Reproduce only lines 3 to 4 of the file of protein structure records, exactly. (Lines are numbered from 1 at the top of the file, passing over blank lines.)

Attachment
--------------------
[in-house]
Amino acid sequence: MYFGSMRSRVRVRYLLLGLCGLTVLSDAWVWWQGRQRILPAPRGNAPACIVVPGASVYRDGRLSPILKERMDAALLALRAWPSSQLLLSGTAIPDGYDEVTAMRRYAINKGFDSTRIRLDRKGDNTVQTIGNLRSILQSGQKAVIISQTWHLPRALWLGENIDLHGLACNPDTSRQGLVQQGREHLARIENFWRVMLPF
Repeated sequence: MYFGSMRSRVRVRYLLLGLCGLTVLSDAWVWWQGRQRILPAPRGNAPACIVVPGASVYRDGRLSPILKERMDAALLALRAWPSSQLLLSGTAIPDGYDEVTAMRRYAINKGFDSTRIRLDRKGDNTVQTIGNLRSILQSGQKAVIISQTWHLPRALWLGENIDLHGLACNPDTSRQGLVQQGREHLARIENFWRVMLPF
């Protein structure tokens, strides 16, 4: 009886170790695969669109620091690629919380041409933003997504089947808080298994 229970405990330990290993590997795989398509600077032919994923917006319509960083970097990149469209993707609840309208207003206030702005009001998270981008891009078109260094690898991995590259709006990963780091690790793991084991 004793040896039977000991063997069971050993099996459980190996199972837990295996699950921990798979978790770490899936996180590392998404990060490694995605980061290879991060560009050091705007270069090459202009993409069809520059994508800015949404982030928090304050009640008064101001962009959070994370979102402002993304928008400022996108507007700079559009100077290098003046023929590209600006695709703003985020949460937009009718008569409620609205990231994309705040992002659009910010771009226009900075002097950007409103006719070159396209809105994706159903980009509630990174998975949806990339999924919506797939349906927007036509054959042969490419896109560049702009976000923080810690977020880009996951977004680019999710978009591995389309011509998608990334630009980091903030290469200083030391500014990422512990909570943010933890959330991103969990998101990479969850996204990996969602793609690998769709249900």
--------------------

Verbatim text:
Repeated sequence: MYFGSMRSRVRVRYLLLGLCGLTVLSDAWVWWQGRQRILPAPRGNAPACIVVPGASVYRDGRLSPILKERMDAALLALRAWPSSQLLLSGTAIPDGYDEVTAMRRYAINKGFDSTRIRLDRKGDNTVQTIGNLRSILQSGQKAVIISQTWHLPRALWLGENIDLHGLACNPDTSRQGLVQQGREHLARIENFWRVMLPF
């Protein structure tokens, strides 16, 4: 009886170790695969669109620091690629919380041409933003997504089947808080298994 229970405990330990290993590997795989398509600077032919994923917006319509960083970097990149469209993707609840309208207003206030702005009001998270981008891009078109260094690898991995590259709006990963780091690790793991084991 004793040896039977000991063997069971050993099996459980190996199972837990295996699950921990798979978790770490899936996180590392998404990060490694995605980061290879991060560009050091705007270069090459202009993409069809520059994508800015949404982030928090304050009640008064101001962009959070994370979102402002993304928008400022996108507007700079559009100077290098003046023929590209600006695709703003985020949460937009009718008569409620609205990231994309705040992002659009910010771009226009900075002097950007409103006719070159396209809105994706159903980009509630990174998975949806990339999924919506797939349906927007036509054959042969490419896109560049702009976000923080810690977020880009996951977004680019999710978009591995389309011509998608990334630009980091903030290469200083030391500014990422512990909570943010933890959330991103969990998101990479969850996204990996969602793609690998769709249900």